Russell Gmirkin
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Re: Current State of Samaritan Studies (Hexateuch)

Post by Russell Gmirkin »

Secret Alias wrote: Sun Nov 06, 2022 2:51 am Let's start with lack of mention of "Jerusalem" explained. A safe topic where I apparently am in the minority. But which, when viewed with open eyes makes the assumed position of most scholars (= the Pentateuch being written for a nascent sacrificial cult at Jerusalem) untenable.

My position is as you may have discerned the lack of mention of "Jerusalem" is because Gerizim was the traditional cultic center. "90%" (I have no clue the exact number) of the Abraham, Isaac and Jacob narrative that is set in the Land so to speak takes place in the northern "Land."
I agree totally, except to add that this has now become fairly standard scholarship, unless there has been a backlash against Samari(t)an authorial contributions to the Hexateuch that I am not aware of.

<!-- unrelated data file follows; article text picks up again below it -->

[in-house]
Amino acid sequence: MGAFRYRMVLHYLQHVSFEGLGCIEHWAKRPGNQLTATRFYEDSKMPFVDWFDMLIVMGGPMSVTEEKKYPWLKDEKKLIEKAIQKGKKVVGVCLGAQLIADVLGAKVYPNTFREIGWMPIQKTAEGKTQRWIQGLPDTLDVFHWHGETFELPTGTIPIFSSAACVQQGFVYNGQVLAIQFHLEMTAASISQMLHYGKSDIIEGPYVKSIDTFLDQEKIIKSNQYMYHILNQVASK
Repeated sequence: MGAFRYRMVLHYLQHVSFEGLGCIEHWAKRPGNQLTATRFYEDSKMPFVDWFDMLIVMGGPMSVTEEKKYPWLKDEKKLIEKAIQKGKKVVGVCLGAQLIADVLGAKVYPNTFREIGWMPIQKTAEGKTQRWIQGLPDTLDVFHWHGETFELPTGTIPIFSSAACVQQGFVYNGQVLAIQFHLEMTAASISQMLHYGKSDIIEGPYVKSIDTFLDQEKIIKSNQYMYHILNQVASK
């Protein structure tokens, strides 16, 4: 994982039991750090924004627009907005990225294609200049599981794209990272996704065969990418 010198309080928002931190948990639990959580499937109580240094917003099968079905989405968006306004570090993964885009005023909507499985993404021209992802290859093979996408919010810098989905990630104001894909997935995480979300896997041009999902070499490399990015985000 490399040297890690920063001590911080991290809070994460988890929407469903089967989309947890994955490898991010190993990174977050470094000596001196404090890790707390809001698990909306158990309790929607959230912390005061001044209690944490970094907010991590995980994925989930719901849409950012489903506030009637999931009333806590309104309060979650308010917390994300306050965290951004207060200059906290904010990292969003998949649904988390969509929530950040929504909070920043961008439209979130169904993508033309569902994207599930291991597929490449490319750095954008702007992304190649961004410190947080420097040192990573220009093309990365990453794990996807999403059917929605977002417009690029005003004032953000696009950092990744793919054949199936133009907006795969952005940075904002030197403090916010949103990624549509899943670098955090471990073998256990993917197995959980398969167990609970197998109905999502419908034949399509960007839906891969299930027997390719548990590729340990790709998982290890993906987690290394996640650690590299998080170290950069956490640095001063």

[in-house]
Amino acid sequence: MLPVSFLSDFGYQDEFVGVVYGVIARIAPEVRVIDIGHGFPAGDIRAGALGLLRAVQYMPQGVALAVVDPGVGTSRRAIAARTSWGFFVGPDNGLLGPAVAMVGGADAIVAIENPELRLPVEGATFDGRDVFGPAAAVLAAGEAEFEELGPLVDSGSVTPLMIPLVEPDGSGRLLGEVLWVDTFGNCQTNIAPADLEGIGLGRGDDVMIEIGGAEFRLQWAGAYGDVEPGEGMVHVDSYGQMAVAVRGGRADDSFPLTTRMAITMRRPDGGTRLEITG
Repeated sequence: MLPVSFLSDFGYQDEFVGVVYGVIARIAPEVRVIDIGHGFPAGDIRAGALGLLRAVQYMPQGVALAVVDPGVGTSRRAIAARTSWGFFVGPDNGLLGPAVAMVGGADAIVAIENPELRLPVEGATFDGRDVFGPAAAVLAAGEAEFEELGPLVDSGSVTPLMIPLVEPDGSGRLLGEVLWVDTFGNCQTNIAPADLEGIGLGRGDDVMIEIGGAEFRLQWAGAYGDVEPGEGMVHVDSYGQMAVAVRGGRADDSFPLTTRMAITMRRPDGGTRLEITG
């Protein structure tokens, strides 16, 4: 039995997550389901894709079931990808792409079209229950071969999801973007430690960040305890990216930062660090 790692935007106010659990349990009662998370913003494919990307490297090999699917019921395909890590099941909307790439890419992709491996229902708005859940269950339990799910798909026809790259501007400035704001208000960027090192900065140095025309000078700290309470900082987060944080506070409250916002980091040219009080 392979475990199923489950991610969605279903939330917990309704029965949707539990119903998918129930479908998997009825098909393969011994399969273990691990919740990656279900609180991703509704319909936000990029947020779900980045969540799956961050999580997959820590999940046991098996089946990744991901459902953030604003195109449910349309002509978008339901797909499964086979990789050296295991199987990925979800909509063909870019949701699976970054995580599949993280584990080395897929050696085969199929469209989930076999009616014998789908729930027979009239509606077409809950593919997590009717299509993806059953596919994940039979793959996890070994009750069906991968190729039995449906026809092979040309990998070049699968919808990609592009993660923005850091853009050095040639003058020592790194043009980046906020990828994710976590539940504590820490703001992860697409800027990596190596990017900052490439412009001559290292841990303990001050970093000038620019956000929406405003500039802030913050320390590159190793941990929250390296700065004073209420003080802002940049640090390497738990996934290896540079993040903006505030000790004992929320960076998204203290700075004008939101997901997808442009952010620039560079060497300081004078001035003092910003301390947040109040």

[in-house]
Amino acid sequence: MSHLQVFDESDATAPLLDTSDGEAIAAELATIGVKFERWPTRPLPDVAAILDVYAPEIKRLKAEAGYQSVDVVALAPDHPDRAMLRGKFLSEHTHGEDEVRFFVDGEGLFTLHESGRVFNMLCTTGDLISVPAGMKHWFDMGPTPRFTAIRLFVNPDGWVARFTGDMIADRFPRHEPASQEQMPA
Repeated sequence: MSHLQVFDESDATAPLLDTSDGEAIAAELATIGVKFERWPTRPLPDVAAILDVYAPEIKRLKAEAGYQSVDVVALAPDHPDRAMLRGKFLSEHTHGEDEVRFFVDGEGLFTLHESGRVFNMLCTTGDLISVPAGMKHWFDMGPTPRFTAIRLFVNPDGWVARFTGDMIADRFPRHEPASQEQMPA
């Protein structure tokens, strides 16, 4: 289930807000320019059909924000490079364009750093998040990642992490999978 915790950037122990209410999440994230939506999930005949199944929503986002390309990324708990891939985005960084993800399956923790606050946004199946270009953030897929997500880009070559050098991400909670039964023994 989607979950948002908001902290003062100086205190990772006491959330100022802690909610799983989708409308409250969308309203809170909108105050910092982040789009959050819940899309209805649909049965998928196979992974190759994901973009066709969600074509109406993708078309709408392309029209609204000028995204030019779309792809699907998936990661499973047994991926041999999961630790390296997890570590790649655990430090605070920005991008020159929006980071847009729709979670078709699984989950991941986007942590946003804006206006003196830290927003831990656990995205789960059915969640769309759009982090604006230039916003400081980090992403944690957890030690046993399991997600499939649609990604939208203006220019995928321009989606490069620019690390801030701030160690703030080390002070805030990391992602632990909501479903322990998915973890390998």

That's it for me at present.
StephenGoranson
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Re: Current State of Samaritan Studies (Hexateuch)

Post by StephenGoranson »

I think someone should suggest that

"....So the twentieth century idea that the Hexateuch was created by and for the Jews is not the position of 99.999% of scholarship today. The current trend appears to be quite the opposite....."

is an exaggeration.

Added:
To be clear, I am not dismissing Samaritans, etc.
Just saying that, as description of current scholar views, whether held rightly or wrongly, it is extreme to say 99.999% .
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Secret Alias
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Re: Current State of Samaritan Studies (Hexateuch)

Post by Secret Alias »

I don’t see evidence for the Hexateuch reflecting either an actual Gerizim or actual Jerusalem covenant
Again, the lack of mention of "Jerusalem" is modesty on the part of the Jewish authors? They had pen in hand and papyrus and ... 'forgot' to mention Jerusalem? Really?

In the musical New York New York, how many references to "New York" do you think there are? More than none right? I don't have access to the text of New York New York but I found MacBeth. 287 references to "Macbeth" in Macbeth.